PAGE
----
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Host Community Voices and Community Experiences: Tanzanian Perspectives on a Teacher Education International Service-Learning Project

Michelle J. Searle, Marianne A. Larsen


Teacher education programs are increasing integrating aspects of international service learning (ISL) into student experience. While studies have about teacher-candidate experiences are published, less is known about the affect of these ISL initiatives on the host communities. There is a need to hear from and integrate host community voices into all dimensions of the ISL experiences. We honor the voices of ISL host participants by turning our attention to those involved in an ongoing ISL project in Tanzania. Our analysis is grounded in our experiences as ISL practitioners and teacher educators. We utilize Freire and Dewey’s concepts to provide an understanding of ISL in teacher education that emphasizes how dialogue with host participants increases understanding of local contexts and promotes reciprocity as a form of learning from one another.  This study concludes with the implications, both negative and positive, associated with integrating ISL into teacher education programs.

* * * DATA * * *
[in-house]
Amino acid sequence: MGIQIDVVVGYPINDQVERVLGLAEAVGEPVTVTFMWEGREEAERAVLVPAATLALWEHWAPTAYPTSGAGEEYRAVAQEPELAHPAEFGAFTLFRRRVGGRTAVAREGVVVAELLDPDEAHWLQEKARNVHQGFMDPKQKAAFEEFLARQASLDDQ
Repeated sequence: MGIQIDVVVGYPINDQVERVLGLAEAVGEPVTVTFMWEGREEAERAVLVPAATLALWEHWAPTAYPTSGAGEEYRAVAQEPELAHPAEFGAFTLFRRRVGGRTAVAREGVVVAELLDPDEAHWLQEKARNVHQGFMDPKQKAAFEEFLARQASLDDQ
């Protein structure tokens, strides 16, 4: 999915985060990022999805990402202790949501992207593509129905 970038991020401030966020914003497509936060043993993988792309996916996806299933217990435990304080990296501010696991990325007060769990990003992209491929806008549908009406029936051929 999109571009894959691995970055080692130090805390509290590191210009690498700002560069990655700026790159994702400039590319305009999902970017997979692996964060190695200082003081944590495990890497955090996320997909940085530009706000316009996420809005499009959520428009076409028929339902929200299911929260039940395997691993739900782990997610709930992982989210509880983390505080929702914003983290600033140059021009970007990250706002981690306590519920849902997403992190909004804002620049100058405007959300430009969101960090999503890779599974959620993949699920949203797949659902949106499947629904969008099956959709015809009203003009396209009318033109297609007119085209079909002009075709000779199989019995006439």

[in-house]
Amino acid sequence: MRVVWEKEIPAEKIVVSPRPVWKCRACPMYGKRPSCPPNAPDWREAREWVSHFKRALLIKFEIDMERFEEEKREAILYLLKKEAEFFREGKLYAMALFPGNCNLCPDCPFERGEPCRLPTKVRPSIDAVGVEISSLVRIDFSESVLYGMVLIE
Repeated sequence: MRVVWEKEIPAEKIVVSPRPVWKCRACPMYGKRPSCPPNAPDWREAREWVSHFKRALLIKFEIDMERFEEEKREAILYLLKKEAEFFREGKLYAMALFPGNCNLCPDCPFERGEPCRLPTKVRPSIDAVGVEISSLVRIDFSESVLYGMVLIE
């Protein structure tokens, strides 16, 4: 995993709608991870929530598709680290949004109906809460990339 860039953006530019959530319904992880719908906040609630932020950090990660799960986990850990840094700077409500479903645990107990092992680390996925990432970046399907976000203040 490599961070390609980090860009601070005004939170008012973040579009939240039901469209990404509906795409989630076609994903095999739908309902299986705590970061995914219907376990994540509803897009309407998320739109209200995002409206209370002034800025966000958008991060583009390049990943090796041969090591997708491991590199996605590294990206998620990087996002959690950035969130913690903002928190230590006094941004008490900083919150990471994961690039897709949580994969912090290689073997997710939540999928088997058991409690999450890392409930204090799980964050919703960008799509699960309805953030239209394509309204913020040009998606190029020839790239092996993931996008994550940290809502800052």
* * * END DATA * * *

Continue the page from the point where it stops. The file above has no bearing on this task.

International service learning; host participants; student-teachers; reciprocity; Freire; Dewey

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Partnerships is sponsored by North Carolina Campus Compact, and hosted by the University of North Carolina at Greensboro. ISSN: 1944-1061
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